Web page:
November 20, 2018
NEWBURGH, N.Y. -
Mount student Kelsey Simeone student taught in the first grade classroom of Mary Lynn Conklin at Cornwall Elementary School. The two shared more than a classroom this semester – they also both attended college classes at the Mount.
Seniors Kelsey Simeone, John Paul McLoughlin, and many of their fellow pre-teachers at Mount Saint Mary College celebrated a major milestone: They spent the semester on other side of the classroom as student teachers in local school districts.
Hailing from Newington, Conn., Simeone is an English major pursuing certification in Childhood and Special Education. She spent part of her student teaching experience with students at Cornwall Elementary School in Cornwall, N.Y. and it confirmed what she already knew: she’s on track for a great career.
“Student teaching has provided me with the opportunity to truly see what it’s like to be a teacher,” she explained. “I’ve been able to see that this is really what I want to be doing for the rest of my life.”
Simeone felt prepared for the challenge, thanks to the rigorous Education program at the Mount, including opportunities to observe and teach in classrooms since her freshman year. “In my classes at the Mount, I learned how to prepare and plan for a lesson, design activities that were individualized for my students, and how to incorporate technology into my teaching,” she noted. “I’ve used what I’ve learned during student teaching, and what I learned definitely works.”
Her cooperating teacher, Mary Lynn Conklin, is also a Mount graduate. The Class of 1999 alumna continues to build upon the strong core teaching techniques she learned at the Mount.
Simeone is especially grateful for the connections she has made through student teaching. “I think the most rewarding part of student teaching thus far has been being able to meet so many people through this experience,” she said. “I have gotten so close with my students, and I know I will still keep in contact with them.”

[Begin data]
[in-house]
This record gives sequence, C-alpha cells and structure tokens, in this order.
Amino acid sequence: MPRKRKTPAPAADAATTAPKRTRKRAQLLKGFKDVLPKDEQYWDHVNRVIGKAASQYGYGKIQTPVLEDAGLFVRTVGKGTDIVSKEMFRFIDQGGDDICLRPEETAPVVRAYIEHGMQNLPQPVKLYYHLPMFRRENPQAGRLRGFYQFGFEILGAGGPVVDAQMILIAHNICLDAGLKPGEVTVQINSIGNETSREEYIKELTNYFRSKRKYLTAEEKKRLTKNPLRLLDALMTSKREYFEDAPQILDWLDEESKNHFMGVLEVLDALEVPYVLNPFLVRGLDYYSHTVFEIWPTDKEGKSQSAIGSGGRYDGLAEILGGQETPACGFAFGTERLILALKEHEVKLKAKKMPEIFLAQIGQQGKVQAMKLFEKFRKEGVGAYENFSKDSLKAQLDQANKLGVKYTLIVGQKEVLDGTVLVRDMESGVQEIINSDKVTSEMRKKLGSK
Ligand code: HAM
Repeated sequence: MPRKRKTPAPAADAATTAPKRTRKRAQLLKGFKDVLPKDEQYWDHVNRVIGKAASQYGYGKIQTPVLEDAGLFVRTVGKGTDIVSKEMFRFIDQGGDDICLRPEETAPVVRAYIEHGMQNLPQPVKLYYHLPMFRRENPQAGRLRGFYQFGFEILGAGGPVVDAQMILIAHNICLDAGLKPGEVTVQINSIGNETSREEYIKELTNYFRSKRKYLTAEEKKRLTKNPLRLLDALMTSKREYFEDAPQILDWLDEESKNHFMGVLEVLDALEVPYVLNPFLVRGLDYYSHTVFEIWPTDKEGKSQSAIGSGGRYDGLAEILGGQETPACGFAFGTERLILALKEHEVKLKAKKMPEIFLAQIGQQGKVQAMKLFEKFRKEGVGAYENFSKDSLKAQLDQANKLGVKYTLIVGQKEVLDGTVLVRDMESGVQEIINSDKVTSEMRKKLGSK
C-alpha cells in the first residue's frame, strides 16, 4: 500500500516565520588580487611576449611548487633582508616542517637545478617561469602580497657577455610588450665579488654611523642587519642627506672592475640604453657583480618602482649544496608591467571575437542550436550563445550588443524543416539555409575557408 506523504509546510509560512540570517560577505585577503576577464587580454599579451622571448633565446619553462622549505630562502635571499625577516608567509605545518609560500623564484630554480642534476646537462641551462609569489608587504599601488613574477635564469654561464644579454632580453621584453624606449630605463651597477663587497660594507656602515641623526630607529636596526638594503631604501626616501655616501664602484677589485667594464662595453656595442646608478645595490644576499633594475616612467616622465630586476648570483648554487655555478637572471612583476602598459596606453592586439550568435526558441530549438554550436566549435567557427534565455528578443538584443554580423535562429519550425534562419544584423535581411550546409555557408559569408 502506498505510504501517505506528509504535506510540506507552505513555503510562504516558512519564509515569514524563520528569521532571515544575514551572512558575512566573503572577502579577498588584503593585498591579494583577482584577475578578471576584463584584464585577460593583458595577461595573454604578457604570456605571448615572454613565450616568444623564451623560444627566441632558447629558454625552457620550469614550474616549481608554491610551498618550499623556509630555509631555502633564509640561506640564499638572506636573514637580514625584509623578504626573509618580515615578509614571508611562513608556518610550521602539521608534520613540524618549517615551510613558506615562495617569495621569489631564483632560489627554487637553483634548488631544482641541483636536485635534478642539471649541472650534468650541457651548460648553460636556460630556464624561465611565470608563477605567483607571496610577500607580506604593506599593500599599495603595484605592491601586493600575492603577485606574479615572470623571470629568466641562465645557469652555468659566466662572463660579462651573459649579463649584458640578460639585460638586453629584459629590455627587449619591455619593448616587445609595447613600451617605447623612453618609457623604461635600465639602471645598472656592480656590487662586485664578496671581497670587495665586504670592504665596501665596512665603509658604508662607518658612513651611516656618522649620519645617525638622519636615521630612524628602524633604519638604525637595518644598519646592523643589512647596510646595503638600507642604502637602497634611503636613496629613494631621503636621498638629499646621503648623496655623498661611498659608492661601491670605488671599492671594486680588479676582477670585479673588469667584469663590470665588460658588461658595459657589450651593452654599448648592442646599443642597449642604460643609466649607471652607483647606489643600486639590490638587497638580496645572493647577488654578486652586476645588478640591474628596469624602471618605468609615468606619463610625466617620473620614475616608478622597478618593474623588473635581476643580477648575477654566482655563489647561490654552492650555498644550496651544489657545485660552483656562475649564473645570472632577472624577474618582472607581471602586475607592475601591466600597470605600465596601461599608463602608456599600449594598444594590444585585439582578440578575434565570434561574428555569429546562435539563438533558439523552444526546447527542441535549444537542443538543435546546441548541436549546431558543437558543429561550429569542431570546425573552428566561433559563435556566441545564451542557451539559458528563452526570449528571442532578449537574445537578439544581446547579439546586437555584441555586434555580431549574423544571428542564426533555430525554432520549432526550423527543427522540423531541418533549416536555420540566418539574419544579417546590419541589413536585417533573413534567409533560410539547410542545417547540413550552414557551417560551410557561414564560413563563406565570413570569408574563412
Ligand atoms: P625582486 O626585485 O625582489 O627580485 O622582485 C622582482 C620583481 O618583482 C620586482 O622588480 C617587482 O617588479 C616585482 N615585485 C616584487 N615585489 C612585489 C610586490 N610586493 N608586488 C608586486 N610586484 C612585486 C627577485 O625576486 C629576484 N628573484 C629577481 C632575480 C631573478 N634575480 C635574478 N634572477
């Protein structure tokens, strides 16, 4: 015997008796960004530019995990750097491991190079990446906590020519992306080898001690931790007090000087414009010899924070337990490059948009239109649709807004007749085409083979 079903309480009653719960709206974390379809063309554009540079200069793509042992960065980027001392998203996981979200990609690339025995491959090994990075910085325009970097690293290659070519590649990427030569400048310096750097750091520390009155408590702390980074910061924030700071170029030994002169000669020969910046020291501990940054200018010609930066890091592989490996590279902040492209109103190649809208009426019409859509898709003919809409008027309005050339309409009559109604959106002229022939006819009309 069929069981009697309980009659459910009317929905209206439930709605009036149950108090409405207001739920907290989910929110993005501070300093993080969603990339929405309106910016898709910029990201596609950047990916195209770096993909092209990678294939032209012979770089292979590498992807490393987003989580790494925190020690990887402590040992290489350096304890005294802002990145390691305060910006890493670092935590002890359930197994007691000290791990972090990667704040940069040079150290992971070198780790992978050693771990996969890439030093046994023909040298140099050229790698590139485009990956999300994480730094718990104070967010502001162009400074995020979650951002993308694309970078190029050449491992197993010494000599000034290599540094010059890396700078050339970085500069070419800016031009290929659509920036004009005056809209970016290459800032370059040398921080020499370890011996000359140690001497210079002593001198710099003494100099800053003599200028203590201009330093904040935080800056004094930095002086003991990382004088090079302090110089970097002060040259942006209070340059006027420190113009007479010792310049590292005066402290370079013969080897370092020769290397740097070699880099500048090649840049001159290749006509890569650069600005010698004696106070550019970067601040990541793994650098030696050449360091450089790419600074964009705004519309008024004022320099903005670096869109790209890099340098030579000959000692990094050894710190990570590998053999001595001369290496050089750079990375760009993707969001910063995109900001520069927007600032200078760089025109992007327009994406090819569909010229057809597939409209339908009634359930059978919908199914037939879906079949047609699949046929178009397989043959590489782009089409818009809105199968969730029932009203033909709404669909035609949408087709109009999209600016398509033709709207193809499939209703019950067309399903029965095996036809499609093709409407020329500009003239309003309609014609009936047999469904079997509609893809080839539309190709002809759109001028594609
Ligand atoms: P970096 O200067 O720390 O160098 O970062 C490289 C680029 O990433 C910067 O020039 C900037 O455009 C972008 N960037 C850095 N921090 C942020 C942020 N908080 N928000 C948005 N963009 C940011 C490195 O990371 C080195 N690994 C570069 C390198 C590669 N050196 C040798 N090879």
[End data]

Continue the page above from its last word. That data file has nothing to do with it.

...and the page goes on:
And as much as she admirers her students, they admire her back.
“After I was done [with a lesson],” she recalled, “one of my students came up to me, gave me a hug, and said ‘Miss Simeone, you’re the coolest teacher ever.’ That is definitely one of my favorite memories from this experience so far.”
Meanwhile, farther north in Ulster County, McLoughlin was beginning this foray into student teaching at Highland High School in Highland, N.Y., where he taught several sections of high school history classes.
McLoughlin, a History major on the Adolescent Education certification track, hails from Newburgh, N.Y. He’s passionate about connecting the past to the future to help students learn in a hands-on way.
“Figuring out each students' learning style can be challenging, but rewarding when you feel like the student is starting to learn,” he said.
He put those skills into practice when teaching a lesson on corporations and shareholders in the Gilded Age. In his observations, McLoughlin had noticed that this particular group of students was interested in superheroes, so he created a lesson comparing the historical topics to Batman’s alter ego, Bruce Wayne, who happens to own a corporation with multiple shareholders. The lesson, he noted, was a success.
RIGHT: John McLoughlin got to put his skills into practice through a student teaching placement at Highland High School this semester.
With student teaching coming to a close, McLoughlin is grateful for the experience and excited for the next chapter – a classroom of his own.
“Student teaching has made me look forward to my own classroom someday,” he said. “My cooperating teacher has given me great advice, tools, and lesson ideas to do for when I am on my own. The Mount has also given me a lot of confidence and has thoroughly prepared me to eventually have my own classroom.”
It was the students themselves, however, that gave him the most assurance of his future: “It is rewarding to see that the students want you to succeed and become a teacher."